Ralph Drollinger really doesn’t like being called a Christian nationalist. He is back with a rebuttal to another Katherine Stewart NY Times op-ed and has a response to my recent posts on his ministry. He gets a few things wrong in his reply which I want to unpack.
First, Drollinger takes on Fred Clark for a brief statement in one of Clark’s Patheos blog postings. Clark wrote:
Ralph Drollinger of “Capitol Ministries” says he’s not a Christian nationalist. (Warren Throckmorton, correctly, disagrees with him.)
Then Drollinger comes after me.
Throckmorton makes no bones about being a Monday morning quarterback. He describes his blog as a “college psychology professor’s observations about public policy, mental health, sexual identity, and religious issues.”
According to Wikipedia, Throckmorton has no formal training or education in theology.
Throckmorton’s credentials are listed as: bachelor’s in psychology in 1979 from Cedarville College; an M.A. in clinical psychology from Central Michigan University in 1982; and a Ph.D. in counselor education and community counseling from Ohio University in 1992.
I think he means this as a criticism but I don’t know how it helps him. Perhaps, he didn’t recognize Cedarville College as a Christian college. If he had, he might have wondered about my training there. In fact, I took more hours in bible training, theology and New Testament Greek than in psychology (my major). While it was a long time ago, I do have training in theology. Now what?
One consequence of my training as an educator and academic is that I provide citations for my sources. Drollinger doesn’t do that. While he mentions my blog, he doesn’t link to it (or Clark’s). The effect is that he can select a part of my post without his readers having the easy ability to click over and read it for themselves. For instance, Drollinger claims I object to conversion.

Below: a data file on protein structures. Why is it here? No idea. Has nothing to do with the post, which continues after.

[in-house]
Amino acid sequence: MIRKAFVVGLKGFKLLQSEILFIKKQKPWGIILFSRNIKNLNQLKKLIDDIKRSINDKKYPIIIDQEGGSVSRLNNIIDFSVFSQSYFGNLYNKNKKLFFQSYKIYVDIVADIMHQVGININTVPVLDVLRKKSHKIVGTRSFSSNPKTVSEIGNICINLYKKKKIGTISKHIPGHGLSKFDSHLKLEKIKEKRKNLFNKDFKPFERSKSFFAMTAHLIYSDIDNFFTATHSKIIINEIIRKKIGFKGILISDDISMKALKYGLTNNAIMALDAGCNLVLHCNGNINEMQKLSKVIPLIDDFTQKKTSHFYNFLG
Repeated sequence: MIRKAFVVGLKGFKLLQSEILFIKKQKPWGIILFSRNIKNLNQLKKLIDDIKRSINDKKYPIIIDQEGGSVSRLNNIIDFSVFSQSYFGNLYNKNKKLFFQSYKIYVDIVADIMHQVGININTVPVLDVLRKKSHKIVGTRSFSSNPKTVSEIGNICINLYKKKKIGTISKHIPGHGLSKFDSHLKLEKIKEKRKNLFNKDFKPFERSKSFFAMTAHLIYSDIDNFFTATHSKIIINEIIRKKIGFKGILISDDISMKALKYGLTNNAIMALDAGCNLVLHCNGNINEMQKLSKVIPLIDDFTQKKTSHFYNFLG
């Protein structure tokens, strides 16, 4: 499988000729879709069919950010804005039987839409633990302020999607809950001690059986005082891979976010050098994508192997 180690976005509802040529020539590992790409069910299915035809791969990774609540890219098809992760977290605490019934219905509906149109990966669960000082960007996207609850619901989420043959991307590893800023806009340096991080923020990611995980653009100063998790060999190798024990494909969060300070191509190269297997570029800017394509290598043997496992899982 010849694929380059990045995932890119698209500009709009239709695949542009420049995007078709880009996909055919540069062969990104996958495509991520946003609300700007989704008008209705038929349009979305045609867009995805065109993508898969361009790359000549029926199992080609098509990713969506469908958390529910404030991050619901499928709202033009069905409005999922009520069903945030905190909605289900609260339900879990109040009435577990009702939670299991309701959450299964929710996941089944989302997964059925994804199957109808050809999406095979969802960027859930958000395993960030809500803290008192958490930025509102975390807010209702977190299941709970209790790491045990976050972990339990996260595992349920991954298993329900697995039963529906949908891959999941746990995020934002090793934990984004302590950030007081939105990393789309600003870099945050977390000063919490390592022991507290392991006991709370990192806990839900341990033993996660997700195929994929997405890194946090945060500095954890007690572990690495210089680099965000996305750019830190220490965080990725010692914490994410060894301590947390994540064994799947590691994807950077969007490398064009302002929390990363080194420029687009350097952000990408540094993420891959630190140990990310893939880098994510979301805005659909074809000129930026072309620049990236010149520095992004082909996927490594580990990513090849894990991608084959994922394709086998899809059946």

In stating his reasons for calling Drollinger a Christian nationalist, Throckmorton objects to Drollinger evangelizing legislators, or, as he writes, “converting legislators to his view of God’s moral law.”
In fact, I don’t object to evangelizing. Evangelizing others is an American freedom. I object to teaching government officials that conversion is necessary for effective public service and possibly using public facilities and resources to do so.
Throckmorton objects to Drollinger establishing “his view of Christianity.” What other view of Christianity would Drollinger impart?
Drollinger gets hung up on my deliberate attempt to distinguish his evangelicalism from other Christian traditions. Of course, he is going to preach what he believes. However, his view of conversion appear to be limited to those in his tradition. It isn’t clear if Catholic, Orthodox, or progressive Christians fall within his definition. Certainly, non-Christians don’t. Even in his rebuttal, he doesn’t back away from his contention that non-Christians however defined aren’t as qualified to legislate as Christians are.
In likeminded logic, does he object to those same actions by other religious leaders, such as the Catholic Pope imparting his brand of Christianity on Nancy Pelosi? Or is it only conservative Evangelical Christians whom Throckmorton believes should be silenced?